Despite the opportunity, not every buyer weighs in. So all feedback counts. Studies have shown that consumers are more likely to express dissatisfaction with the service they received than to offer kudos on a job well done. That's why it's essential to make sure every buyer is satisfied with their purchase. Seller ratings and feedback scores serve as a useful barometer for other buyers when making buying decisions.

Why Preventing Returns Is Important

Preventing returns is about more than protecting the seller rating and feedback score. Customer satisfaction is equally as vital to preserving a seller's performance status, which eBay keeps a close tab on. There are four seller levels, Top-Seller Plus, Top Seller, Above Standard, and Below Standard. Unresolved buyer returns can cause sellers to have their status lowered. When that happens, their ability to sell is limited and sometimes restricted.

For its part, eBay is less concerned with the ratings a seller receives and more concerned with the level of service they provide to buyers. If a buyer doesn't receive their order or it's not what they expected, eBay expects the seller to resolve the situation. If the situation doesn't get resolved in a timely manner, eBay may be called upon to intervene by either the buyer or the seller.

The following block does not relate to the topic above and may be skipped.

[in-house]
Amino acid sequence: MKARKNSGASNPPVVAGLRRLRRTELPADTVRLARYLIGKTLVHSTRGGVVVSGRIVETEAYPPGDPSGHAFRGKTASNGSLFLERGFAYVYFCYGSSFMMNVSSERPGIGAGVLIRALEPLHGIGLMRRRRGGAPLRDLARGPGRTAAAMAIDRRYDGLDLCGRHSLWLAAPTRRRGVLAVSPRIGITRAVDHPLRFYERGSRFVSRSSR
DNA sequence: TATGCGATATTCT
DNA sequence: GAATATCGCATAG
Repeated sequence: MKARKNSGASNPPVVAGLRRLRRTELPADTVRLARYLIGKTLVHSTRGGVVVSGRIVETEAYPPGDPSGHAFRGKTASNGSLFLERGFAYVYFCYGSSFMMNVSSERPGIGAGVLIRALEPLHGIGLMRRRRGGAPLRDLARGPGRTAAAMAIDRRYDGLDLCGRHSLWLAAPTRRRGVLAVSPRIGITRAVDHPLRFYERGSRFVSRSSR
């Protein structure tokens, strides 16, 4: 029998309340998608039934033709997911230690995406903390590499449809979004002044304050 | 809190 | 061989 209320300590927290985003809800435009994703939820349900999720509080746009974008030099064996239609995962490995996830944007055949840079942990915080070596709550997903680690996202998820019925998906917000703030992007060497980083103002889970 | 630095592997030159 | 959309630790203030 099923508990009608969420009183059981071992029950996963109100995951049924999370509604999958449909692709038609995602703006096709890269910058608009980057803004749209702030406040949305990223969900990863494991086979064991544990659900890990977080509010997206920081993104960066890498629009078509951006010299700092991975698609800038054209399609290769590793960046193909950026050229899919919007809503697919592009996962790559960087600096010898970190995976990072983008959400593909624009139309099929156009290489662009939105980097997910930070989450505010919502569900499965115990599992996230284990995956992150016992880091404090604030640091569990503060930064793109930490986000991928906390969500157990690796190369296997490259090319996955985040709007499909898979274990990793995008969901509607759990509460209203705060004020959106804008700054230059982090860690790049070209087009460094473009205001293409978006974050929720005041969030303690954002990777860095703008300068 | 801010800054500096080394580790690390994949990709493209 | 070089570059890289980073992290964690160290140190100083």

If it gets to that level and eBay is asked to mediate a dispute, things can quickly go south for the seller. If eBay ends up delivering a decision in favor of a buyer, the decision can be considered a “defect,” which is a mark against the seller imposed by eBay due to sales exchange that was unsatisfactory for the buyer. (A defect is also generated if PayPal intervenes and seller is at fault, or if a seller cancels a transaction due to an item being out of stock.)

Receiving a negative mark of that sort reflects poorly on the seller, and it can create something of a domino effect from there. Defects affect a seller's “Service Metrics,” which is basically an ongoing tally of their resolution rate with regard to "items not as described" or "items not received" cases. In turn, a seller's Service Metrics—which can be monitored in the Service Metrics Dashboard in the Seller's Hub—affect their overall seller performance standard, which can result in selling sanctions from eBay if too many defects are registered.

The Service Metrics are compiled on the 20th of each month. That's when eBay evaluates each seller. That evaluation is based on the number of return requests for “item not received” or “item not as described.” The review period varies depending on the volume of sales. For sellers with less than 400 listings in the previous three months, eBay will review a year's worth of transactions. For sellers who have listed more than 400 items in the past three months, eBay only goes back three months.

To maintain “Above Standard” status, the minimum level for an eBay seller, a seller must keep their defect rate at 2% or lower. For “Top-Rated” sellers, the standards are higher at 0.5%. If a seller's defect rate falls below this threshold or they receive too many defects in a designated period from different buyers (five for Above Standard level and four for Top Sellers), their overall seller status is subject to being lowered, resulting in partial or complete selling restrictions.